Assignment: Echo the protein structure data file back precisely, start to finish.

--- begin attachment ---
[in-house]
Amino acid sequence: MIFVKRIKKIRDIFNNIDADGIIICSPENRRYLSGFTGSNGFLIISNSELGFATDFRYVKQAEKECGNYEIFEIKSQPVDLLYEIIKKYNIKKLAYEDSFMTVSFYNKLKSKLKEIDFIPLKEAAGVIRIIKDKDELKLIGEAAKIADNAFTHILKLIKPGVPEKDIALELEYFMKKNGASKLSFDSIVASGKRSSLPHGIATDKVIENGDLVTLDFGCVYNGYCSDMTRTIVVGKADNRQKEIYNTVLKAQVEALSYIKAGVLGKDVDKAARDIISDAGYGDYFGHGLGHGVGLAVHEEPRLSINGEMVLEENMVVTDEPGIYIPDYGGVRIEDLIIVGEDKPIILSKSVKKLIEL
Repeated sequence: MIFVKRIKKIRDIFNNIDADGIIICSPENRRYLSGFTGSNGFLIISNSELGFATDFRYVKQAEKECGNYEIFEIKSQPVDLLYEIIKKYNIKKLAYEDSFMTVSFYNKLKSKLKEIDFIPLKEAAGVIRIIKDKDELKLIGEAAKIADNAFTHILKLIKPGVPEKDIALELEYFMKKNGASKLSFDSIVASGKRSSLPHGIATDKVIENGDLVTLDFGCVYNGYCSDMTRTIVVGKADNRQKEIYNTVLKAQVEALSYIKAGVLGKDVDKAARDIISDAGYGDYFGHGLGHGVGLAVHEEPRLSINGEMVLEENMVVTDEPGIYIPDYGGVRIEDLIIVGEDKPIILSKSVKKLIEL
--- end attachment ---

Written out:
[in-house]
Amino acid sequence: MIFVKRIKKIRDIFNNIDADGIIICSPENRRYLSGFTGSNGFLIISNSELGFATDFRYVKQAEKECGNYEIFEIKSQPVDLLYEIIKKYNIKKLAYEDSFMTVSFYNKLKSKLKEIDFIPLKEAAGVIRIIKDKDELKLIGEAAKIADNAFTHILKLIKPGVPEKDIALELEYFMKKNGASKLSFDSIVASGKRSSLPHGIATDKVIENGDLVTLDFGCVYNGYCSDMTRTIVVGKADNRQKEIYNTVLKAQVEALSYIKAGVLGKDVDKAARDIISDAGYGDYFGHGLGHGVGLAVHEEPRLSINGEMVLEENMVVTDEPGIYIPDYGGVRIEDLIIVGEDKPIILSKSVKKLIEL
Repeated sequence: MIFVKRIKKIRDIFNNIDADGIIICSPENRRYLSGFTGSNGFLIISNSELGFATDFRYVKQAEKECGNYEIFEIKSQPVDLLYEIIKKYNIKKLAYEDSFMTVSFYNKLKSKLKEIDFIPLKEAAGVIRIIKDKDELKLIGEAAKIADNAFTHILKLIKPGVPEKDIALELEYFMKKNGASKLSFDSIVASGKRSSLPHGIATDKVIENGDLVTLDFGCVYNGYCSDMTRTIVVGKADNRQKEIYNTVLKAQVEALSYIKAGVLGKDVDKAARDIISDAGYGDYFGHGLGHGVGLAVHEEPRLSINGEMVLEENMVVTDEPGIYIPDYGGVRIEDLIIVGEDKPIILSKSVKKLIEL